“Salmon J had to deal with two main arguments from the defence. The first relied particularly on Banbury v Bank of Montreal as authority for the proposition that giving financial advice was outside the scope of banking business. Describing that case as turning on its own special facts, his Lordship found that such advice was within the scope of the bank’s business, referring, inter alia, to the bank’s own advertising materials which read: ‘If you want help or advice about investments our managers will gladly obtain for you advice from the best available sources in such matters You may consult your bank manager freely and seek his advice on all matters affecting your financial welfare.’ The second defence was that when the first investment was made, the bank did not owe any duty to the plaintiff, as he was not a customer of the bank at that time. Salmon J held that in circumstances where a bank manager was consulted on financial matters by a potential customer and chose to advice such a person, then the obligation to advice with reasonable care and skill arose.” 
In Henderson v Merett Syndicate  it was first established that a party which is bound by a contract would be free to go for a claim in Torts and would not be restricted to contractual claim. Therefore, in the factual situation, the fact that Tom was not a customer of Priory International Bank (PIB) carries little relevance. He should have been treated as a potential customer and Sid, the bank manager, assumed a clear duty to give him advice by observing reasonable care and skill.
Further in Hedley Byrne and Co. v Heller & Partners  , liability for giving negligent misstatement was assumed to give rise to the negligence.
In the article by Tony Shea  it has been stated that,
“Whether or not the bank has broken its contract may depend on the bank’s failure to take reasonable care in selecting the employee concerned. He may be incompetent or dishonest, and the bank should, perhaps, have known this. This would be a direct breach by the bank itself. It is no defence for the bank to argue that it gave proper instructions to carefully selected employees with long and good employment records. Since the bank uses agents (employees) to fulfil its duties, it is liable for the acts of its employees. The acts of the employees are in effect the acts of the bank.”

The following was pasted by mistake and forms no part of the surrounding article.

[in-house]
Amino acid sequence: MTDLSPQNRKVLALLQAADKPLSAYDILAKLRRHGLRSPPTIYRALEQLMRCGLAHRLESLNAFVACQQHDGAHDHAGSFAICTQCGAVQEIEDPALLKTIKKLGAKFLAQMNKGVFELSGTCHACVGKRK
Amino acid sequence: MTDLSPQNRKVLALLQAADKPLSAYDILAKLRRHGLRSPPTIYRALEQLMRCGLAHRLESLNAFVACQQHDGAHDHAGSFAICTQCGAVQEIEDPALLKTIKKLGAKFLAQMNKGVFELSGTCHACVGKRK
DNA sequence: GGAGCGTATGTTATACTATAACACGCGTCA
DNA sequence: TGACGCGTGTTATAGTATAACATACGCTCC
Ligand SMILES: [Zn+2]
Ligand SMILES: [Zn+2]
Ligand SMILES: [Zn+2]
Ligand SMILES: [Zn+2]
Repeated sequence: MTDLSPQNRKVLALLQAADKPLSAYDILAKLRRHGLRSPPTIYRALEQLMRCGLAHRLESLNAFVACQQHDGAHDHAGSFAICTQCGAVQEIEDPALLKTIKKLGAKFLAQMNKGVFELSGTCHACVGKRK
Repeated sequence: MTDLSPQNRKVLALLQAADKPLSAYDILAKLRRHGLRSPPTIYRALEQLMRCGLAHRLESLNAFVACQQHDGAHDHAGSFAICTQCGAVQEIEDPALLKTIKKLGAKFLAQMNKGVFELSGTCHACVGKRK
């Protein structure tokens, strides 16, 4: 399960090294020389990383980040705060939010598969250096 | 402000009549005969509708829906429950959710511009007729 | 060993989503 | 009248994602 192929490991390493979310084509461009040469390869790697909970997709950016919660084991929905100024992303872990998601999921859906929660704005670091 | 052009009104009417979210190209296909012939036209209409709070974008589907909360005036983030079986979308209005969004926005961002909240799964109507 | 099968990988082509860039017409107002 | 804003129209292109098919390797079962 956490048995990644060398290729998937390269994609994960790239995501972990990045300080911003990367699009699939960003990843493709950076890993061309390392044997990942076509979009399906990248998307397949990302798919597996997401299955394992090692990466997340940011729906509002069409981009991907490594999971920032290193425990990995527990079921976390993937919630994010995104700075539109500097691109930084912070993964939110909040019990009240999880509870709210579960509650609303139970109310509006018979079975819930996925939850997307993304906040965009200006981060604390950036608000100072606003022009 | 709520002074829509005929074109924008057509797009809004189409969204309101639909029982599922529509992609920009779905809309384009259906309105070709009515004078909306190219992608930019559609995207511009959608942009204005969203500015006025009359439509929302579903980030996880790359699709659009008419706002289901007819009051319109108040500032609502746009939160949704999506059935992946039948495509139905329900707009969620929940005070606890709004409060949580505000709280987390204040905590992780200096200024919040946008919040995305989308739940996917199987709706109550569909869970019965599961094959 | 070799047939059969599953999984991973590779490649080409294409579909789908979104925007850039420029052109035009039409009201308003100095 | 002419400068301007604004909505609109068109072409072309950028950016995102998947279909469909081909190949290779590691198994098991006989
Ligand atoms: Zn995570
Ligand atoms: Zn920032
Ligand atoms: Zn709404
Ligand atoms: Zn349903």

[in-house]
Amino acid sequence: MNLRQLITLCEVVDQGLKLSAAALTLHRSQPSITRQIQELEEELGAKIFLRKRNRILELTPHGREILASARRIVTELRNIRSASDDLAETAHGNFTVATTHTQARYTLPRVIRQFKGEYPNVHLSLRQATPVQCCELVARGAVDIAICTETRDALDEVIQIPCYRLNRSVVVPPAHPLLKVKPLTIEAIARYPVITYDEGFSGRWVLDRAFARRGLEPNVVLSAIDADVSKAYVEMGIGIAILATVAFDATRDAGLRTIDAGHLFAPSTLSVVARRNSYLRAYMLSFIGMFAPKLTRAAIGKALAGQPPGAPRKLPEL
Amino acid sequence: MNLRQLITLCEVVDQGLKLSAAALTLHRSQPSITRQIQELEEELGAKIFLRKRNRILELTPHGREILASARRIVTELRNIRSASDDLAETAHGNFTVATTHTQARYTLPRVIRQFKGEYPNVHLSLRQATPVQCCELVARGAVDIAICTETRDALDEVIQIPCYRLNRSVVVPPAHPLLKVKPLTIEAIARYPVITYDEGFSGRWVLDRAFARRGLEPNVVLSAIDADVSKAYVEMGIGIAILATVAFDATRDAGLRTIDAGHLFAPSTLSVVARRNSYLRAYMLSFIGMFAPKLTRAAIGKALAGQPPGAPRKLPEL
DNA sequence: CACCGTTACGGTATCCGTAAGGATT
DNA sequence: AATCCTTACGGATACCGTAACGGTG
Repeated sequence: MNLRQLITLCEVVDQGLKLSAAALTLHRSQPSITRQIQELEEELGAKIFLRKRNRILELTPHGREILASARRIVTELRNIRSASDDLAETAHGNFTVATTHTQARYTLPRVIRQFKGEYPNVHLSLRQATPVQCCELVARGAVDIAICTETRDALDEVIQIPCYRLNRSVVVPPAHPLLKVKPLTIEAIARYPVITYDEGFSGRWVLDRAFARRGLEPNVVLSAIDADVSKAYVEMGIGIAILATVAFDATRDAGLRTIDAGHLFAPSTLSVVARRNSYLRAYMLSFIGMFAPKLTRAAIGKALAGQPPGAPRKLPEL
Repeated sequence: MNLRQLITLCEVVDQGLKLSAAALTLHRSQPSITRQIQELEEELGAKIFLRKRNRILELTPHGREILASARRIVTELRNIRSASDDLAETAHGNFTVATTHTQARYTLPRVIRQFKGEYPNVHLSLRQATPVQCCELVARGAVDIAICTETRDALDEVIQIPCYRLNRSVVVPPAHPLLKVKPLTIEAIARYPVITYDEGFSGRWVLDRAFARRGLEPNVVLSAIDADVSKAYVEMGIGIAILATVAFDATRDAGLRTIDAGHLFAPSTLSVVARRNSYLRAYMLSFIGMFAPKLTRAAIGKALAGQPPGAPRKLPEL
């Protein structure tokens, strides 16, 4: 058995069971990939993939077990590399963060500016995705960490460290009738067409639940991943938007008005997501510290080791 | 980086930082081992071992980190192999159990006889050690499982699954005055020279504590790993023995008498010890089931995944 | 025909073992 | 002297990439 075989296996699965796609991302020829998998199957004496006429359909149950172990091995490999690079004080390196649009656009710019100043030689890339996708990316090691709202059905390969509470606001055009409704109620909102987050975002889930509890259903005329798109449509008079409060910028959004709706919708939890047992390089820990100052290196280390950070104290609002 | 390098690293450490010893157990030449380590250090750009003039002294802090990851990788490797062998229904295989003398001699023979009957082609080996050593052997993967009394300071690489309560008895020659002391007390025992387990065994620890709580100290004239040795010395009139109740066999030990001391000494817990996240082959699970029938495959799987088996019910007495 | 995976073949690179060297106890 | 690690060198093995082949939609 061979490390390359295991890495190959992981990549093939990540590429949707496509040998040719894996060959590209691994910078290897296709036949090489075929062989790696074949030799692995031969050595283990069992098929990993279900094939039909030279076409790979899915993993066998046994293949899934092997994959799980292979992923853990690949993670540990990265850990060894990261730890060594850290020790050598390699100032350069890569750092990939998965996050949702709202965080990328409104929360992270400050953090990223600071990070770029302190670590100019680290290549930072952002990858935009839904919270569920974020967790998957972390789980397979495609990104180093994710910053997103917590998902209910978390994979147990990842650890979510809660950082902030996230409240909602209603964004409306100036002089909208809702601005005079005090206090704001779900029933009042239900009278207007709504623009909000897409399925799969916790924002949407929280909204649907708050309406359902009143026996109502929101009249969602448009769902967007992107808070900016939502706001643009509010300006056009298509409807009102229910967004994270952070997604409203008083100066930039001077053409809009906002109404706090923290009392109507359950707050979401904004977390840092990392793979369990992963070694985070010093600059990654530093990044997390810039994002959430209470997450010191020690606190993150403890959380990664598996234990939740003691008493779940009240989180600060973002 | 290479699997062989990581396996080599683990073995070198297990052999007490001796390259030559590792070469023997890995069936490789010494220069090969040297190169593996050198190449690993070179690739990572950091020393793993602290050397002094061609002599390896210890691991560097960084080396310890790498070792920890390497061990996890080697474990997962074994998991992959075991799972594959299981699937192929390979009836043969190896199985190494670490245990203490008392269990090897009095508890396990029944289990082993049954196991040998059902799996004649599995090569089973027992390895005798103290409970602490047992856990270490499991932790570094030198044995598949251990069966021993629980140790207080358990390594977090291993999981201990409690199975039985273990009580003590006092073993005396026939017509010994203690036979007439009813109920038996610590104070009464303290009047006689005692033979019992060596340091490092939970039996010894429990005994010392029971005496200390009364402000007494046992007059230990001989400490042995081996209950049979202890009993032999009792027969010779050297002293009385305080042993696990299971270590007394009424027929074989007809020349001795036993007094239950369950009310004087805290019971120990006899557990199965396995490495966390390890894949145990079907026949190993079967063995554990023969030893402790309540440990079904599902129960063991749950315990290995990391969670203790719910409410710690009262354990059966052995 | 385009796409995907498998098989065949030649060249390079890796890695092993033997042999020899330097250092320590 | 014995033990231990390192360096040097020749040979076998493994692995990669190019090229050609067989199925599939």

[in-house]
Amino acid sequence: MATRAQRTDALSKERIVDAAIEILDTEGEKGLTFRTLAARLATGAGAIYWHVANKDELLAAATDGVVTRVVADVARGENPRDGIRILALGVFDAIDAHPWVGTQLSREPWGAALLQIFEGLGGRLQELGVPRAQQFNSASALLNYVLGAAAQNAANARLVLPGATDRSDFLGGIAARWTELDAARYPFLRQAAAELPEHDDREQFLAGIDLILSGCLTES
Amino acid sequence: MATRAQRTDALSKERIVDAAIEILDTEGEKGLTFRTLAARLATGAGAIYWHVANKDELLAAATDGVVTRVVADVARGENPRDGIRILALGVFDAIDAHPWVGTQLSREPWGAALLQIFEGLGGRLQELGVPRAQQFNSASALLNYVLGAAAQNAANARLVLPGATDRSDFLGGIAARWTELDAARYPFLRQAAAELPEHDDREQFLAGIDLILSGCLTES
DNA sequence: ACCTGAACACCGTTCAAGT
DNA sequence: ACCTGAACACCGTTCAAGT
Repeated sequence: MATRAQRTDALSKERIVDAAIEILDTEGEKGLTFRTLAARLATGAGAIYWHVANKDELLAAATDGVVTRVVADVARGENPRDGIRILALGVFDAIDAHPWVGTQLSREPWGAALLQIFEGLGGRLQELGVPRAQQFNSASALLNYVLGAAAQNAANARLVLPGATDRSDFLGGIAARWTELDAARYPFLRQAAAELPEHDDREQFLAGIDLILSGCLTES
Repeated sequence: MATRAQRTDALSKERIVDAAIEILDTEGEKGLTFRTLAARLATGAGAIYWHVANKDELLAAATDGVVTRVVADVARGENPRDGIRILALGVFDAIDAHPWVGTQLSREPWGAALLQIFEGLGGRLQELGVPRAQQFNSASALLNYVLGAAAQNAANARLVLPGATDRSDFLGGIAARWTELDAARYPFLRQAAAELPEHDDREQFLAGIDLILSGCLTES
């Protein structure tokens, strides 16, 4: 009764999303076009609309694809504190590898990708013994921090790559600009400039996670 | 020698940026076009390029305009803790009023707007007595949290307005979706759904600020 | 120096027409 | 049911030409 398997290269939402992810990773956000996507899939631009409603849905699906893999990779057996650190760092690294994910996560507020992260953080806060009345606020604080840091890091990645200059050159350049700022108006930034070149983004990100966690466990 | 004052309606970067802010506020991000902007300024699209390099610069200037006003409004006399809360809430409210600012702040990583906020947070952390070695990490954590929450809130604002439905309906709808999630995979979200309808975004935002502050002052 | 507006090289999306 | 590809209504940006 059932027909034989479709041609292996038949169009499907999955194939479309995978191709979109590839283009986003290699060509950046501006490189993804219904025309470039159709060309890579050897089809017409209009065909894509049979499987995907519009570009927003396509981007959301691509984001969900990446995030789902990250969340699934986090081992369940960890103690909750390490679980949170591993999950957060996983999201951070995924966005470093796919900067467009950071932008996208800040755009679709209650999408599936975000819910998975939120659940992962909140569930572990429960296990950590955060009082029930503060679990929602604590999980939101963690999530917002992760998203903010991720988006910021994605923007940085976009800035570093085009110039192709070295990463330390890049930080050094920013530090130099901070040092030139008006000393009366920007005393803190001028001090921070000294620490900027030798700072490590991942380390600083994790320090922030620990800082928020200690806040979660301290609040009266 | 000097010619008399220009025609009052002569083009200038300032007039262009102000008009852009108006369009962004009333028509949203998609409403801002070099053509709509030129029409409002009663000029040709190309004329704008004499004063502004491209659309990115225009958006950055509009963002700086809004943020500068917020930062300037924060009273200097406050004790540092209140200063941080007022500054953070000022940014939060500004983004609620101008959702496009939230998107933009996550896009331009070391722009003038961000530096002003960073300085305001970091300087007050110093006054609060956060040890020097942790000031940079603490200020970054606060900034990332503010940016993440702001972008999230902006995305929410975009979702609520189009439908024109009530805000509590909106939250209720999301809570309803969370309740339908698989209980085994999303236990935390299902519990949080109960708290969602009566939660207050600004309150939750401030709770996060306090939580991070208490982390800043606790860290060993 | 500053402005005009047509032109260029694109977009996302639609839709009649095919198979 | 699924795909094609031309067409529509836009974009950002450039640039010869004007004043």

Thus, in the factual situation not only the manager, Sid, but the Bank may liable in the bank’s case for employing an incompetent person.
Thus, when considering all the factors, there lies a clear case of negligence on the part of Sid, the leading manager, of Priory International Bank (PIB). Once he had started advising, he had a duty to advise Tom properly and clearly, Sid obviously failed to perform, as a result of which Tom relied on the advice given to him. At this point it is also important to note here that Sid was a leading manager of the Bank.  Thus, this gives rise to a fiduciary relationship between the two. As a result of such a non observance of the duty of care from Sid’s part there were damages caused to Tom.
In the given situation there would be a contractual right of Priory International Bank to get back the loaned amount from Tom and Ursula. At the same time it is important to note here that Tom and Ursula who are partners would be jointly liable to Priory International Bank. Further, when to comes to the liability Priory International Bank would be liable for the actions of Sid as a result of the principle agent relationship that exist between them which is to say that both Tom and Ursula would need to share the liability for the breach of contract amongst them. Furthermore, since this is a partnership if Priory International Bank chooses to go to the court of law it would have the right to sue Tom and Ursula as because unlike suing a partnership firm is not possible, as partnership firm has no legal identity.
When it comes to negligence Sid who is the manager has committed negligence on various occasions on its part acting as the agent of Priory International Bank. Thus when it comes to liability Priory International Bank (principle) would be ‘Vicariously’  liable for the actions of Sid (Agent) on various counts of negligence in performing its duty.
In the second scenario the question states as follows:
“Sid advises Vera accurately and in detail of the risks that she will run if she signs a charge over the matrimonial home belonging to her and her husband, Wilf. The bank’s legal officer, Xavier, is present at the meeting and Vera signs a paper to say that she fully understands the advice given. The charge is in respect of a loan to Wilf for a luxury around-the-world cruise with Vera which lasts six months. On their return from the cruise, Wilf’s finances (which have not been managed in his absence) are in a mess and he cannot repay the loan.”
From this given problem it is important to note the following points.